Background: Women with urinary incontinence (UI) often have coexisting pelvic symptoms, including bowel and/or pelvic organ prolapse. There are too few published data to conclude whether or not physical therapy (PT) interventions can effectively manage women with UI and coexisting pelvic symptoms.
Objective: The objectives of this study were to (1) determine the efficacy of PT interventions to reduce pelvic symptoms and improve health-related quality of life in women with UI and (2) determine the relationship between selected patient-related characteristics and treatment success.
Design: A pragmatic study design was used.
Methods and Measures: A total of 100 female patients with UI provided data for this study. Women's postintervention impression of symptom improvement was recorded using the Patient Global Index of Improvement (PGI-I). Improvements in pelvic symptoms and health-related quality of life were measured using the Pelvic Floor Distress Inventory-20 and Pelvic Floor Impact Questionnaire-7, respectively. The relationships between patient-related characteristics and PGI-I defined treatment success were explored using logistic regression.
Results: The sample median PGI-I score was “2” indicating symptoms were “much better” after intervention. Mean pre- to postintervention Pelvic Floor Distress Inventory-20 and Pelvic Floor Impact Questionnaire-7 scores were significantly reduced. Only the variables barriers to intervention recommendations (odds ratio, 12.82; 95% confidence interval, 4.05–40.55) and number of PT visits (odds ratio, 1.26; 95% confidence interval, 1.07–1.50) were influential in predicting PGI-I outcome.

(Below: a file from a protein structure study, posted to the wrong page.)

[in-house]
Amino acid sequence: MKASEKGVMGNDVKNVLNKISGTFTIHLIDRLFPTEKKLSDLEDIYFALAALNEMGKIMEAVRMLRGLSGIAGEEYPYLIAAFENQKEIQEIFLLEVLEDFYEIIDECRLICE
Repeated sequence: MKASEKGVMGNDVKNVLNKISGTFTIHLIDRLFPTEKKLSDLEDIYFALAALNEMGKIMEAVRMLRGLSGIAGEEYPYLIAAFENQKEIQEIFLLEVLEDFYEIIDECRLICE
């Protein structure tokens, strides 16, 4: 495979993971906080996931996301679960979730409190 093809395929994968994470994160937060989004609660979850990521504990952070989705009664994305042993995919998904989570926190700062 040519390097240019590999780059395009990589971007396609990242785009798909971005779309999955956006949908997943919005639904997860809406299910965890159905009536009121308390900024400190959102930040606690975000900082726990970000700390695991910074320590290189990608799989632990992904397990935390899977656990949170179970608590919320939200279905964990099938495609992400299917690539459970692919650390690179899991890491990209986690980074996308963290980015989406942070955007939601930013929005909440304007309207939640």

Limitations: Limitations of the study were the small sample size and that data were obtained from 1 outpatient PT company.
Conclusions: In our sample of convenience, 66% of women achieved the study criteria for PGI-I treatment success. Patients without barriers to intervention recommendations and patients who attended more PT visits were more likely to attain PGI-I defined success.
1Department of Health Science, California University of Pennsylvania.
2Department of Physical Therapy, Duquesne University, Pittsburgh, Pennsylvania.
3WomensReahb, UPMC Centers for Rehab Services, Pittsburgh, Pennsylvania.
4Department of Quantitative Sciences, Duquesne University, Pittsburgh, Pennsylvania.
The authors declare no confilcts of interest.